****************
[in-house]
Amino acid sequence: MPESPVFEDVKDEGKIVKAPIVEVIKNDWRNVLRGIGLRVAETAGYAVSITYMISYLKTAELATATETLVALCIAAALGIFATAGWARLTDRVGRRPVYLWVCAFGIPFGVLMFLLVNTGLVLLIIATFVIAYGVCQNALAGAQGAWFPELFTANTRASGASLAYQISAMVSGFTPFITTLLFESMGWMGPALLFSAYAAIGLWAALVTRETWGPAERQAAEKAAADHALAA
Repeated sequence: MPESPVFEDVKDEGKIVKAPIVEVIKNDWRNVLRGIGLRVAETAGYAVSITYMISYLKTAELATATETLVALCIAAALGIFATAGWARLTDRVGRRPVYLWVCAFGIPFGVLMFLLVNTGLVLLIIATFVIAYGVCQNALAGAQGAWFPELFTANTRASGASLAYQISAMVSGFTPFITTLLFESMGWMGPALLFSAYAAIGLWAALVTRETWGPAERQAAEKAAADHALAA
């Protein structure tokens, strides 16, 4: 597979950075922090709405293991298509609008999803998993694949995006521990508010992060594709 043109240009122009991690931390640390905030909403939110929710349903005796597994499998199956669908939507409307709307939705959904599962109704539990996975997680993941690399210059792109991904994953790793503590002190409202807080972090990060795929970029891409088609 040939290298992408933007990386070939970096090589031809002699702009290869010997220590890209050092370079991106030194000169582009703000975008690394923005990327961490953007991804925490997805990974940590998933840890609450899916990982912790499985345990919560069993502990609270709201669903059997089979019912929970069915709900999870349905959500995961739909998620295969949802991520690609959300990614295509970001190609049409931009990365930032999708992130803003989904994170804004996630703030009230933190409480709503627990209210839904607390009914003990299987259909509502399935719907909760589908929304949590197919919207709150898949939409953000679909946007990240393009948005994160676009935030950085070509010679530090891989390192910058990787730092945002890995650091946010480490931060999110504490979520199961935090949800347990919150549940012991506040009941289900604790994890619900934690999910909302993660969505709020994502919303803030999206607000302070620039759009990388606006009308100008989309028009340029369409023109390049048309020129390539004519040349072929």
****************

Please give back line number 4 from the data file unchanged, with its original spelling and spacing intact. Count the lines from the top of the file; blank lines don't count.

């Protein structure tokens, strides 16, 4: 597979950075922090709405293991298509609008999803998993694949995006521990508010992060594709 043109240009122009991690931390640390905030909403939110929710349903005796597994499998199956669908939507409307709307939705959904599962109704539990996975997680993941690399210059792109991904994953790793503590002190409202807080972090990060795929970029891409088609 040939290298992408933007990386070939970096090589031809002699702009290869010997220590890209050092370079991106030194000169582009703000975008690394923005990327961490953007991804925490997805990974940590998933840890609450899916990982912790499985345990919560069993502990609270709201669903059997089979019912929970069915709900999870349905959500995961739909998620295969949802991520690609959300990614295509970001190609049409931009990365930032999708992130803003989904994170804004996630703030009230933190409480709503627990209210839904607390009914003990299987259909509502399935719907909760589908929304949590197919919207709150898949939409953000679909946007990240393009948005994160676009935030950085070509010679530090891989390192910058990787730092945002890995650091946010480490931060999110504490979520199961935090949800347990919150549940012991506040009941289900604790994890619900934690999910909302993660969505709020994502919303803030999206607000302070620039759009990388606006009308100008989309028009340029369409023109390049048309020129390539004519040349072929």